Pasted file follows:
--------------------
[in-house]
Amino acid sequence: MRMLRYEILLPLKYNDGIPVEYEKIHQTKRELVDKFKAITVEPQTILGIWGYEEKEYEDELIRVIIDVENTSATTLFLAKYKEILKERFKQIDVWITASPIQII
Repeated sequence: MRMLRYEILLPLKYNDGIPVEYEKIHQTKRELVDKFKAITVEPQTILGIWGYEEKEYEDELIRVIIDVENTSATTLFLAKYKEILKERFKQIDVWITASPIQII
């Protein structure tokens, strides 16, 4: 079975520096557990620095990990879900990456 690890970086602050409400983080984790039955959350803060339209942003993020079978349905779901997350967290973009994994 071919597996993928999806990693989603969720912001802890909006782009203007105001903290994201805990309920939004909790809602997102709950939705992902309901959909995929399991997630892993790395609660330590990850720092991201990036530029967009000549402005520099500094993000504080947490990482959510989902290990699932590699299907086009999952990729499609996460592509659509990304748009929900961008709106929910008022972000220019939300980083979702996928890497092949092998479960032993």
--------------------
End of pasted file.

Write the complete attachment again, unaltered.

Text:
[in-house]
Amino acid sequence: MRMLRYEILLPLKYNDGIPVEYEKIHQTKRELVDKFKAITVEPQTILGIWGYEEKEYEDELIRVIIDVENTSATTLFLAKYKEILKERFKQIDVWITASPIQII
Repeated sequence: MRMLRYEILLPLKYNDGIPVEYEKIHQTKRELVDKFKAITVEPQTILGIWGYEEKEYEDELIRVIIDVENTSATTLFLAKYKEILKERFKQIDVWITASPIQII
């Protein structure tokens, strides 16, 4: 079975520096557990620095990990879900990456 690890970086602050409400983080984790039955959350803060339209942003993020079978349905779901997350967290973009994994 071919597996993928999806990693989603969720912001802890909006782009203007105001903290994201805990309920939004909790809602997102709950939705992902309901959909995929399991997630892993790395609660330590990850720092991201990036530029967009000549402005520099500094993000504080947490990482959510989902290990699932590699299907086009999952990729499609996460592509659509990304748009929900961008709106929910008022972000220019939300980083979702996928890497092949092998479960032993």